In continuous systems the scattering term containing this component is zero, which is a trivial manifestation of the WardTakahashi identity, while for discrete systems we can see that this will occur for boson momenta which coincide with the reciprocal lattice vectors.
Approximating the full scattering vertex \(igW^{a}_{ij}{\bar{\psi }}\gamma ^{j}\psi\) with \(\sim ig{k}_{j}{\bar{\psi }}\gamma ^{j}\psi\) to see the effect most clearly gives:
where we have used \(\gamma ^{j}k_{j}=(\gamma ^{j}p_{j}+\gamma ^{j}k_{j})\gamma ^{j}p_{j}\) from momentum conservation at the vertex. It can be seen that the prefactor in parentheses will in general be nonzero, except for the case of a reciprocal lattice vector, \({\mathbf{G}}\) by writing this in operator form acting on the plane wave parts of the tightbinding momentum states:
where the derivative is taken with respect to the unit cell of the crystal, and we have assumed that the local basis functions of the tightbinding wavefunctions are identical. That is, since
for a large crystal the sum over lattice vectors will result in the \({\mathbf{R}}\) dependence of the basis functions dropping out, and the only contributions to derivatives taken with respect to \({\mathbf{R}}\) will come from the plane wave term. Thus the local basis function prefactors cancel.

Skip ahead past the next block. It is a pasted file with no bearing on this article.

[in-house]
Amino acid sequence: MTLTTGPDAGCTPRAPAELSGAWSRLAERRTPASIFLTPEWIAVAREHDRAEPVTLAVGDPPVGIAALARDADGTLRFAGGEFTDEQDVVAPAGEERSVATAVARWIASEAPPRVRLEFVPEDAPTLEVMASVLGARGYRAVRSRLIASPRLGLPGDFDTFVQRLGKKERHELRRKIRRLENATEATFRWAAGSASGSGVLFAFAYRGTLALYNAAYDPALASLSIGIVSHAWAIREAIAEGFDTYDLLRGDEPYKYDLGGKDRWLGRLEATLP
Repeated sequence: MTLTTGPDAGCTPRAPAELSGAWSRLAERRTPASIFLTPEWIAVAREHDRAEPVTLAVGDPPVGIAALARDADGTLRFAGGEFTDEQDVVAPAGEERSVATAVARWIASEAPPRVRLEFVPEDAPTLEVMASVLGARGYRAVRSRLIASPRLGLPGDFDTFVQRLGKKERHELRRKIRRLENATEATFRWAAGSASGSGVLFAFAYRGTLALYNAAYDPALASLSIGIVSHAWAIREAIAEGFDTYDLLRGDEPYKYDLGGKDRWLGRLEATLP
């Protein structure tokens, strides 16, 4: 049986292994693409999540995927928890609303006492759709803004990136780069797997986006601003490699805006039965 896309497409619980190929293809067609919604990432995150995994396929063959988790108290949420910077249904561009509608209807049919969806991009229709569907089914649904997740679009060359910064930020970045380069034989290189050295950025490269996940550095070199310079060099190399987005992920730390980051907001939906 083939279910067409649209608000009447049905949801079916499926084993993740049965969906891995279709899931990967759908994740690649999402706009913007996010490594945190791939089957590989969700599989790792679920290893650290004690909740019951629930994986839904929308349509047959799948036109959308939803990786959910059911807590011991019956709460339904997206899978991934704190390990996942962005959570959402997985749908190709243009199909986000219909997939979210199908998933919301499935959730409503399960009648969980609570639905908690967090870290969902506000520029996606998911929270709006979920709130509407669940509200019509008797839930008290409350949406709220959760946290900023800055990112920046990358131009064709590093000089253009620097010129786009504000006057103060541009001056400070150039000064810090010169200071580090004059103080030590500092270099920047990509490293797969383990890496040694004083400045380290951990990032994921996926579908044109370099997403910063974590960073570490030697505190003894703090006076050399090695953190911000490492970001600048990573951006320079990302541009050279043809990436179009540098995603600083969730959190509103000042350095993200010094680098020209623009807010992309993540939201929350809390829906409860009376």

However, if we consider the case of the symmetrybreaking represented by the Hamiltonian of Eq. (39), the diagonalization process gives two states which correspond to the same wavevector. Thus there is now a band index associated with the electronic states \({\psi}_{+}\rangle\) and \({\psi}_{}\rangle\): we have \({\psi}_{n{\mathbf{p}}}\rangle\), where the index n denotes which eigenfunction we are considering. Thus after symmetrybreaking \({\psi}_{n{\mathbf{p}}}\rangle \ne {\psi}_{n^{\prime }{\mathbf{p}}}\rangle\), and therefore the identity of Eq. (48) is not satisfied for interband scattering (i.e. \(n\rightarrow n^{\prime }\)). While the momentum conservation part of the interaction (Eq. (48)), the basis functions no longer cancel. For example, take pairing of two single basis functions by diagonalization:
We see that upon plugging these functions into Eq. (48), the prefactor becomes: